Table of content A-Z




Botanical name: Cinnamomum verum/Cinnamomum zeylanicum



The cinnamon tree is native to Sri Lanka and southern India. The spice has been known in China for just under 5000 years. In ancient Rome cinnamon was also a popular seasoning.


In addition to Sri Lanka, the main suppliers today are Indonesia, Madagascar, China and Brazil.



Cinnamon is sold year round in the form of whole sticks or ground.


Appearance, taste, characteristics

The evergreen cinnamon tree is 6-12 m tall and belongs to the Lauraceae family. The leaves of the tree are oblong to oval, entire, and 10-20 cm long. They are reddish at first, then green. On cinnamon plantations the trees are usually cut back to about 3 m.


The spice is produced from the bark of young twigs. Several pieces of inner bark are laid on top of each other to roll or are filled with smaller pieces of bark and dried. In the process of drying the cinnamon bark takes on its typical yellow-brown colour. The fine bark rolls together by itself from both sides.


There are several methods of production: In some cases the bark is fermented before it is dried, and the number of layers in a rolled cinnamon stick varies. The pieces are cut to a length of about 10 cm.


Cinnamon has a pleasant, sweet-spicy, balsam-like aroma with a slight note of clove. It tastes sweet, spicy, sharp and slightly tart. The whole sticks do not develop their aroma until they are broken or cooked in liquid.



Cinnamon contains 2-4% essential oils, the main component of which is cinnamaldehyde, accounting for 40-80%. In addition the oils contain eugenol, cinnamic acid and cinnamic alcohol, as well as linalool and safrole.


The spice contains mucilages, sugar alcohol, and up to 10% starch.


Quality criteria, optimal storage conditions

Thin, light-coloured cinnamon bark is considered to be the best quality. As a rule, the thinner the bark, the finer and better is the aroma.


Cinnamon sticks remain aromatic for several years if they are protected from light and kept dry in an airtight container. In contrast, the ground powder loses its aroma quickly.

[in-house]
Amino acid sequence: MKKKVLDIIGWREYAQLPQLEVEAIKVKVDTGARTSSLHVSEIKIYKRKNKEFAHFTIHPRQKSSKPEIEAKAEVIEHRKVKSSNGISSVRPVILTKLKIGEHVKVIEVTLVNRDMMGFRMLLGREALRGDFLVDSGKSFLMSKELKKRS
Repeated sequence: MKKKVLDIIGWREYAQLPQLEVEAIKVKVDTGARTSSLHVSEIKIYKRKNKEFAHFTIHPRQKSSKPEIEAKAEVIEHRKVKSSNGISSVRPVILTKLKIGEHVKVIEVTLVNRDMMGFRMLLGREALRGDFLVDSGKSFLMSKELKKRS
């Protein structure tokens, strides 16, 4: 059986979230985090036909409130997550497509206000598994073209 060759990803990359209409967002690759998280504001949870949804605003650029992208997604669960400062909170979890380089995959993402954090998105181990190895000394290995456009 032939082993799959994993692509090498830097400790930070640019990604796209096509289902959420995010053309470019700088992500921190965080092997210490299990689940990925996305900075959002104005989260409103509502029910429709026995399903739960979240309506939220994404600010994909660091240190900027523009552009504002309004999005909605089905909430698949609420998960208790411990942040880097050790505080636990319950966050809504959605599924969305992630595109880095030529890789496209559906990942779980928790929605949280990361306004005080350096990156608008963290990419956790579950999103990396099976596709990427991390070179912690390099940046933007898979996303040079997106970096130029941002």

Presumed effect on health

Owing to its aromatic flavour, cinnamon is thought to stimulate the production of digestive juices and is considered to stimulate the appetite and to aid in digestion. It is recommended for spasmodic digestive problems, flatulence and abdominal fullness, usually in the form of a tincture. Prior to such use, however, the possibility of existing stomach and intestinal ulcers should be ruled out. Pregnant women as well should not ingest cinnamon as a tincture and should not use more than the normal amount for flavouring.


In folk medicine, cinnamon is also used to treat diarrhoea, menstrual problems, and colds.


Form of consumption, use, processing, practical tips for preparation

Cinnamon can be bought ground or as sticks.


In Germany it is used above all as a spice for desserts such as rice pudding, puddings, ice cream and compote. Particularly apples, pears, oranges, plums and bananas are enhanced with cinnamon. Likewise, many sweet baked goods are spiced with cinnamon: cinnamon buns, apples pie, Christmas cookies, and much more.


Savoury foods are also flavoured with cinnamon. Sauces, poultry stuffings, red cabbage, vegetable fritters, fish and meat dishes taste good with a pinch of cinnamon. But as with sweet dishes, it should be used sparingly. A piece of bark can be cooked with foods for 10 minutes and then removed before serving.


In oriental and Indian cuisine cinnamon is often used to season salty foods, above all stews, meat dishes, curries and vegetables. In South America cinnamon tea is popular, and in Mexico cinnamon is used to add aroma to coffee and chocolate drinks.


Chocolate and other sweets are produced industrially using cinnamon oil, and beverages are flavoured with this spice, e.g. liqueur, cola or hot chocolate, punch and mulled wine.


Seasoning tip

Cinnamon harmonizes with cloves, vanilla, coriander and nutmeg, but it also goes with ginger, cardamom, caraway and turmeric.





  This article was written by




  With the website the Fritz Terfloth Foundation of Münster offers consumers independent and competent information about plant foods and their health effects. All texts are subject to German copyright law. Information about the conditions for use of the texts by third parties can be found here.